Today we are taking Synergy for a sail on Australia’s Gold Coast. We pull out of the marina berth at Sanctuary cove, using the assistance of a single bow thruster. Due to the light nature of the hulls they skim over the top of the surface a bit more than a heavier cat, so these actually come in handy to control the bow in a cross wind or tide. We untie the lines with these slick flick–back cleats, finished with a carbon rub strip.
Synergy is packaged with twin turboed 45hp Beta Marine diesel motors with sail drives, built by Kubota in Japan and have a reputation of being super reliable. Its these motors combined with a shaft drive that would be used for hybrid Ecodrive on other models. IN this engine room however, the Beta engine has the saildive forward, along with the Jefa steering arms for super responsive steering and a fire suppression system installed.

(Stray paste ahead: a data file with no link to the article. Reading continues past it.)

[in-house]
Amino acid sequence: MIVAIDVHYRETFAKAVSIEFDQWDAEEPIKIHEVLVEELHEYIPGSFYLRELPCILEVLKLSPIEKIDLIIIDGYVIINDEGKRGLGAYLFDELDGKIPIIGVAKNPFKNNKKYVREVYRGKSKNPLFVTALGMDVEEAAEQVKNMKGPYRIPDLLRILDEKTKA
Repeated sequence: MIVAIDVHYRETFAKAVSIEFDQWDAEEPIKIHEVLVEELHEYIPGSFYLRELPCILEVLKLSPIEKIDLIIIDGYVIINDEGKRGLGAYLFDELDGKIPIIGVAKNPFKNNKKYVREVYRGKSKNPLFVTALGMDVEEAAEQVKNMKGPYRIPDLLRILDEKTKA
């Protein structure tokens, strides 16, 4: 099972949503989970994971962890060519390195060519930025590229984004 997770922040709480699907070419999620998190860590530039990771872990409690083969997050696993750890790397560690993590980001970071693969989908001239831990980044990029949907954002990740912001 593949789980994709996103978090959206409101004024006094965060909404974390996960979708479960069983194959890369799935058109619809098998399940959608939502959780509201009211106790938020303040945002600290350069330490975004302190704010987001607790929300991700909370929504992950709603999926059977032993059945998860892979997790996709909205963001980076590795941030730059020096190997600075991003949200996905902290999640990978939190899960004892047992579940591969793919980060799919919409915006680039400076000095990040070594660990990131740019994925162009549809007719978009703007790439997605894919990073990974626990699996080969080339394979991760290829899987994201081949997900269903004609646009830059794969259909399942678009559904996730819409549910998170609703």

As we motor out down the river to the sea way, we sit on approx.. 8 knots doing approx.. 2100 revs without working hard at all. We take the opportunity to pack away fenders and lines into the enormous forward lockers that also store the extra sails. These are deep and well organised with rope ties.
Rig & Sails
There has been a strong southerly blowing for a week which has just eased, so we prepare to go out of the Gold Coast sea way into a 2.5 metre swell running and 10 knot breeze – not ideal conditions but a good test of light wind sailing all the same.
The mainsail is about to go up the one piece 21 metre carbon rig, build by the famous Swedish Marstrom mast manufacturer. The fixed cabon rig keeps the complexity down by not rotating, but its wing shape and tapered head keeps weight out of aloft yet reduces the amount of stays needed due to its stiffness over an alloy rig. The stays are made from EC3 carbon strands that also reduce weight and provide superior strength to stainless steel and of course doesn’t corrode.